Anyway, one night after Ma had put me to bed, I decided to not go to sleep but to daydream, and so I began my daydreaming exploits, playing with the Muppets. However, as I was apt to do, my daydream became a dream, as I slowly succumbed to fatigue and actually fell asleep. At first, the dream was indistinguishable from my daydream, but gradually all of my imaginary playmates wandered off, and suddenly I was alone in a field, bordered by a forest on one side and steep rocks on the other. For reasons that I cannot explain, I felt compelled to go toward the rocks.

  As I approached the rocks, I heard a familiar drum beat being played. It was Animal! And it sounded like he was just around the corner. So I broke into a full blown sprint toward the rocks, and upon arriving at the base of the large granite boulders, I noticed that the rocks obscured a small opening into the ground – it was a small cave.

  Now even as a small child, I would have never entered a cave, especially in a dream. But Animal’s drum playing got louder and beckoned me into the opening. The cave itself was odd. First, it was lit with an eerie red light that had no obvious source. The air seemed cold, but had no detectable odor, other than an undescrible dampness that permeated the ambiance of that place. The walls were bare rock, with stalatites and stalagmites scattered around the path through the middle of the cave.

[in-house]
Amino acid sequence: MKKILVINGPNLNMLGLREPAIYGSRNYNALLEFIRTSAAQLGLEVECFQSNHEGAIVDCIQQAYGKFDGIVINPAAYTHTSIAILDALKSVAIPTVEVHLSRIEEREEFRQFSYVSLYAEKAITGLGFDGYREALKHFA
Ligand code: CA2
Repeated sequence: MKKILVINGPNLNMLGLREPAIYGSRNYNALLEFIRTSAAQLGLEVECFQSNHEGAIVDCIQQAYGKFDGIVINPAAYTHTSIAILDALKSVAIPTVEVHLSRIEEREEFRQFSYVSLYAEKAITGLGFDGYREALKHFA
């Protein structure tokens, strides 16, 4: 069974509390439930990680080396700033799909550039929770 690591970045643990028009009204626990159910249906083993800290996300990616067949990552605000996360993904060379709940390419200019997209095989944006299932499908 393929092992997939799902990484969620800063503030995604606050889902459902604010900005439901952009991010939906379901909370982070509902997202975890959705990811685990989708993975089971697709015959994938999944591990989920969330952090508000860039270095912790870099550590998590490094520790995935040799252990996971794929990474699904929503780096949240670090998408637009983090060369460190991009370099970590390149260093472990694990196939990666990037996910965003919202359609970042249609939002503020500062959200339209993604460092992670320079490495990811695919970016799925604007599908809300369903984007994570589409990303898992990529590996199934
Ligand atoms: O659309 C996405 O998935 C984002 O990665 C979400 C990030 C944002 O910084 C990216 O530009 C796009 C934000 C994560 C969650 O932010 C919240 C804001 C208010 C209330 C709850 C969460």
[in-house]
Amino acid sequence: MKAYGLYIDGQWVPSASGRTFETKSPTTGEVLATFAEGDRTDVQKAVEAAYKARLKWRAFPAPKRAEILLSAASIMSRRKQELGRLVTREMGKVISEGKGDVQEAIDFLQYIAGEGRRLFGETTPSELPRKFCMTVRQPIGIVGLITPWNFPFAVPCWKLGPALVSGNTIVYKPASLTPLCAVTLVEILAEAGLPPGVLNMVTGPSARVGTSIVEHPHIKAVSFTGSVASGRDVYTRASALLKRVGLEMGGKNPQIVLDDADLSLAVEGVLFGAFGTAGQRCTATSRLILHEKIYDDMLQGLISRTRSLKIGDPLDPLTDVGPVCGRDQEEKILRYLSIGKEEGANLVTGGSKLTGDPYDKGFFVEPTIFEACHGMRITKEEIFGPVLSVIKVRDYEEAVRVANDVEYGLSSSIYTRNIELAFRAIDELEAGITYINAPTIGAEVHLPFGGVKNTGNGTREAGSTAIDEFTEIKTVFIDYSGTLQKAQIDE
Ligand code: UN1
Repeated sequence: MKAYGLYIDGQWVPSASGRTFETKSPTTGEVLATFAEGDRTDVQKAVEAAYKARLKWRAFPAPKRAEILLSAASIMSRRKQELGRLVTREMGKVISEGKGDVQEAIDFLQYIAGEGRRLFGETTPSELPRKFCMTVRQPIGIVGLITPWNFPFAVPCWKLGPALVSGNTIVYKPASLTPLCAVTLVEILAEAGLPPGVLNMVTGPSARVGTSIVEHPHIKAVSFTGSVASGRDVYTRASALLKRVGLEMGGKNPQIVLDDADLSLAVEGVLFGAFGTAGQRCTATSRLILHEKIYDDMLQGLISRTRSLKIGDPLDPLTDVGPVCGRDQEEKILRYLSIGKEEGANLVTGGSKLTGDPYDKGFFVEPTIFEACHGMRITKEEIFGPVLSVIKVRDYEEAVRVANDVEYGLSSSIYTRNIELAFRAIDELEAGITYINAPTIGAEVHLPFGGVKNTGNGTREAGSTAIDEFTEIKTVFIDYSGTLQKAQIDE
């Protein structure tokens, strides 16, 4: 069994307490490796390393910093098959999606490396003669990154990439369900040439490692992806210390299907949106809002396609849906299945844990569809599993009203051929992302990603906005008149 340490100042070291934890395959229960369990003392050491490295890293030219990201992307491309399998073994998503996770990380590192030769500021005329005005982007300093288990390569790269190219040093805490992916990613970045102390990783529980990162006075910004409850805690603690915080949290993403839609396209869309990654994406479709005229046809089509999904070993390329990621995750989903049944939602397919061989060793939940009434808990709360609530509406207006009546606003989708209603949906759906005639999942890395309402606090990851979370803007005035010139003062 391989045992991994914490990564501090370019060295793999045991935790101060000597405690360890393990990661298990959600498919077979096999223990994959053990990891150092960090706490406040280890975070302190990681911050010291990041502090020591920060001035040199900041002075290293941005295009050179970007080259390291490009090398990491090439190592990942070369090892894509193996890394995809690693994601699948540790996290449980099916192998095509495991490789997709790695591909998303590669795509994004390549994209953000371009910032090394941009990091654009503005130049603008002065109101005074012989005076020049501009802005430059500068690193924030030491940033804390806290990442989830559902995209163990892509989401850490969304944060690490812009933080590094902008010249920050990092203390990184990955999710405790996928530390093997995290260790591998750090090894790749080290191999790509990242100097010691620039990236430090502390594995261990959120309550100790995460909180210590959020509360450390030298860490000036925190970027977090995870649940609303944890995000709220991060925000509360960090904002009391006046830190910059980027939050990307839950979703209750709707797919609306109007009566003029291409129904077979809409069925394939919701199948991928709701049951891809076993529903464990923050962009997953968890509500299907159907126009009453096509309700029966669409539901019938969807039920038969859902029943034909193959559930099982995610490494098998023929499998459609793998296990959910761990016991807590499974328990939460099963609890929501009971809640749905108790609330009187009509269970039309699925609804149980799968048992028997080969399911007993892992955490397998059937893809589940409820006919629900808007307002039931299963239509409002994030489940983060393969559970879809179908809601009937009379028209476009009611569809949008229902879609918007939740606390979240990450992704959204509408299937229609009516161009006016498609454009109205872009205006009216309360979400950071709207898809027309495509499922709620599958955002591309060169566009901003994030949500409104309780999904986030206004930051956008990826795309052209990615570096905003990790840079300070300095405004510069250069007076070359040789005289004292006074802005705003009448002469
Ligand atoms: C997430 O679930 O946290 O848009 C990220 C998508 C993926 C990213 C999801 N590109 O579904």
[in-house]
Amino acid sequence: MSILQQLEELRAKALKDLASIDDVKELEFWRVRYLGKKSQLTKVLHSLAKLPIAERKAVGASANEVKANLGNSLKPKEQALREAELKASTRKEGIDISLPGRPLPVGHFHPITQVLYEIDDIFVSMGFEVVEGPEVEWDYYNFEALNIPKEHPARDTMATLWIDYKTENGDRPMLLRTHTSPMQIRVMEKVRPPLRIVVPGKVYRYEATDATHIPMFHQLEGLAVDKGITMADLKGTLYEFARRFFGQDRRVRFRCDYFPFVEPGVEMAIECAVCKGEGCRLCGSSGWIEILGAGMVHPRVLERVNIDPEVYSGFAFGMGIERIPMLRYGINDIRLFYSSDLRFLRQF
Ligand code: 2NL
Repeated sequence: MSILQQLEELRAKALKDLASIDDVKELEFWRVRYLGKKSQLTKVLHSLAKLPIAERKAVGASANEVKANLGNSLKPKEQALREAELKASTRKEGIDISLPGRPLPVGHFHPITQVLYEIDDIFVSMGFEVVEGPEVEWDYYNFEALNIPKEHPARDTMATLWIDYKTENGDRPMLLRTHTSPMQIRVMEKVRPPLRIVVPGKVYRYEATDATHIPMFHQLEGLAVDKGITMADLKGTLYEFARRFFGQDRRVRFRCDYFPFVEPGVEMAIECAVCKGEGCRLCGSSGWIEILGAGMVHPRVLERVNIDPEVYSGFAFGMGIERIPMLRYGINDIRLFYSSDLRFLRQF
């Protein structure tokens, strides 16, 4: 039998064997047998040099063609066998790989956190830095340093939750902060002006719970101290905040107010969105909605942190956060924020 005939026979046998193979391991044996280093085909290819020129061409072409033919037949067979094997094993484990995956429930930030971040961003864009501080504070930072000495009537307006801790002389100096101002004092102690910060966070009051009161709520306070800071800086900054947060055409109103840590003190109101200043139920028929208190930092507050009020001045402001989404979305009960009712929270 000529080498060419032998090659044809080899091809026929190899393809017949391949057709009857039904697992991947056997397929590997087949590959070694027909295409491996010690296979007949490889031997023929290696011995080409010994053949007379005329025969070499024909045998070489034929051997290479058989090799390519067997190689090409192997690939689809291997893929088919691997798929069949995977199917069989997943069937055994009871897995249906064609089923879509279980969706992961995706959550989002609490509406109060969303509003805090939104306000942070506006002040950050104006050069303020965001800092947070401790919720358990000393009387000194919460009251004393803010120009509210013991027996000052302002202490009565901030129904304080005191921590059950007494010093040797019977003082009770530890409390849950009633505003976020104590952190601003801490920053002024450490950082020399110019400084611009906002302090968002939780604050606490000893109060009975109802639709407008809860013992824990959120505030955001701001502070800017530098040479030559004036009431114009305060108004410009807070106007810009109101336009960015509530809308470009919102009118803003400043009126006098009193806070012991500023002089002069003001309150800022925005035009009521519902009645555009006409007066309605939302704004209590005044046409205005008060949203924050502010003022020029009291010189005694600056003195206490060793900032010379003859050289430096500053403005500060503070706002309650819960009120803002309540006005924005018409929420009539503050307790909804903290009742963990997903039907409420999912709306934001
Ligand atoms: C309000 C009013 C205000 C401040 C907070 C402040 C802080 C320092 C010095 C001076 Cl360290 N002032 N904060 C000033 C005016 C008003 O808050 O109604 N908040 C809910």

As I slowly inched deeper into the cave, I noticed other Muppets peering from behind rocks. I couldn’t figure out why the other Muppets were acting so weird. Animal would know what is going on, and from the sound of it, he was just around the bend. So I hurried around the corner and sure enough, Animal was there. But he seemed different; well, I guess, well, he “spoke” but didn’t use words. He wanted me to come with him. Deeper into the cave. We could play forever there. Be together forever.

  Now, I loved Animal, more than anything else in the world, but Animal would never do anything without his drums! And Animal didn’t talk! Yet this one spoke to me clearly, but without words. My young mind screamed danger! So, I decided to leave and turned to walk away, but Animal would not let me go. Stay. He grabbed my arm, and I panicked, and my entire being screamed to flee. And I just decided to do just that.

  Suddenly, I was awake, like I am when I daydream, but my body felt numb, cold and empty. Unfamilar, almost like I was a visitor in my own body. I struggled to move, but I could not. My entire body tingled, like a limb that fell asleep. I awoke too quickly, and I was "stuck", a mind in a body that was not prepared to receive it. But after a few moments, my body began to respond to my commands, and I could move again. As I slowly awakened, I winced, as I suddenly felt pain from my arm, precisely where Animal had grabbed me.

  That was the first time that I ever opened a rupture from a dream and returned, if rather abruptly, to my body, but it would not be the last. That first incident thoroughly traumatized me;however in time, I learned to transition more smoothly from one place to the next. Nevertheless, I never forgot that episode, and to this day, I still search for the demon cowardly enough to torture a child, to scar a child. And to this day, I still do not sleep in the dark.